October 23, 2010

An Autumn Haiku Lesson

The four most prominent "masters" of haiku in the Japanese tradition are Bashô (1644-94) Buson (1716-83), Issa (1763-1828) and  Shiki (1867-1902).

Here are a few by Issa on autumn to start this lesson.

autumn wind--
singing in the duckweed
how many insects?

autumn begins–
lying down, looking at
snowy mountains

sleeping mat--
the autumn gale blowing
the soles of my feet

evening cicada--
a last loud song
to autumn

Bashô, Buson and Issa worked in haikai short for haikai no renga which was a popular style of Japanese linked verse originating in the sixteenth century.

Shiki actually coined the term "haiku" which he viewed as its own poetic genre. In English, the term haiku covers both haikai and haiku.

Unfortunately, these one-breath poems of connection are often not treated in the West as "serious" poetry.

Haiku in English are written as unrhymed three-line verse. The fragmented images are not typical of English poetry.For modern readers and writers, perhaps even the connecting of nature or the seasons to the human condition might seem foreign.

Does a haiku really need 17 syllables? Traditional Japanese haiku consists of seventeen onji) arranged in a 5-7-5 pattern. Onji is an obsolete Japanese word used in English-language discussion of Japanese poetry to mean the phonetic units or sounds counted in haiku, tanka and other such poetic forms.

Most Japanese words are polysyllabic. English has lots of one syllable words like fall, sky, and tree, so many haiku poets writing in English don't follow the 5-7-5 syllable rule. (17 syllables could be 17 words which would not honor the sense of haiku.)

We put haiku on the page the page in three lines. Traditional haiku in the time of Issa was two parts with a pause in between. The juxtaposition of the two images and a sense of surprise or revelation has been compared to a good joke - setup, then punchline

Haiku always contain nature and that includes human nature. The natural world and season might be invoked by the mention of a single word or image rather than the more typical Western telling. The haiku might mention a cherry blossom, rather than to say it was spring. In fact, the cherry blossom is more specific to a particular part of spring.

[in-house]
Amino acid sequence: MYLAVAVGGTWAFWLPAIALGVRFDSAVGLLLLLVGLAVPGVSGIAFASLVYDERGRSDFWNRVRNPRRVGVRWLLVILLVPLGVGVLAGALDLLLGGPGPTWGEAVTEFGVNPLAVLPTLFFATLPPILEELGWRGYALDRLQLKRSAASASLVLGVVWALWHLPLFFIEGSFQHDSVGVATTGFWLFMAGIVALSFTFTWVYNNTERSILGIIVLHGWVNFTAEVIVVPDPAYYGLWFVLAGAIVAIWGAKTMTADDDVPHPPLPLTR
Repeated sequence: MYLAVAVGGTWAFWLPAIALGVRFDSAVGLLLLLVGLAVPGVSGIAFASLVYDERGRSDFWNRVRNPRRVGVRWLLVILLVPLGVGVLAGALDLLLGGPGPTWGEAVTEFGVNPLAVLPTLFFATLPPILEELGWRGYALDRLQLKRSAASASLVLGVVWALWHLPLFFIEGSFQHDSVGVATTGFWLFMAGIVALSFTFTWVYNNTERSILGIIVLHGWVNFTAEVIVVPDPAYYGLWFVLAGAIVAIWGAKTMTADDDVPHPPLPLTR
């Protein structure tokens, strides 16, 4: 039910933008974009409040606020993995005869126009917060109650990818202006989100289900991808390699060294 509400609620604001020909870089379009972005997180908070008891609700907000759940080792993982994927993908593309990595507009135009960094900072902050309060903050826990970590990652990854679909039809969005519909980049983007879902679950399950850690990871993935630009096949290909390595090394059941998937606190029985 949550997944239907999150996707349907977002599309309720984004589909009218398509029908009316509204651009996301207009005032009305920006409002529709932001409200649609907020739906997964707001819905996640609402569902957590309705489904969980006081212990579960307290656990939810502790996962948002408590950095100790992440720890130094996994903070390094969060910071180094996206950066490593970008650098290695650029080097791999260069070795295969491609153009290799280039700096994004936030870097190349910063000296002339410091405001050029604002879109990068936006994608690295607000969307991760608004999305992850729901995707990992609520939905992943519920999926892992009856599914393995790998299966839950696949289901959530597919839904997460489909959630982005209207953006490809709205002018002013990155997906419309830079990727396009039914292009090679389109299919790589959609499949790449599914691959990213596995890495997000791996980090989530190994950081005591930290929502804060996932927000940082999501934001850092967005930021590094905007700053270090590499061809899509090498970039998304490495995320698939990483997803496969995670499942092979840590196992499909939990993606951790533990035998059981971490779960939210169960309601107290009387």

There is much discussion of the translation of classical haiku into English by translators such as R.H.Blyth, Lucien Stryck, Peter Beilenson and Kenneth Rexroth. I am a fan of those done by contemporary American poet Robert Hass.

It's interesting to compare different translations of the same haiku to see the process.

Translations by Robert Hass

Two by Basho

Climb Mount Fuji,
O snail,
but slowly, slowly.

Even in Kyoto --
hearing the cuckoo's cry --
I long for Kyoto.

Six by Issa

Mosquito at my ear--
does it think
I'm deaf?

New Year's morning--
everything is in blossom!
I feel about average.

Even with insects--
some can sing,
some can't.

The snow is melting
and the village is flooded
with children.

Don't kill that fly!
Look--it's wringing its hands,
wringing its feet.

Don't worry, spiders,
I keep house

Haiku Mind: 108 Poems to Cultivate Awareness and Open Your Heart Writing and Enjoying Haiku: A Hands-on Guide

1 comment:

marie said...

Have you read Lorraine Ellis Harr's "The Isn'ts of Haiku"?

Her teachings were my introduction to haiku and remain my haiku guidelines.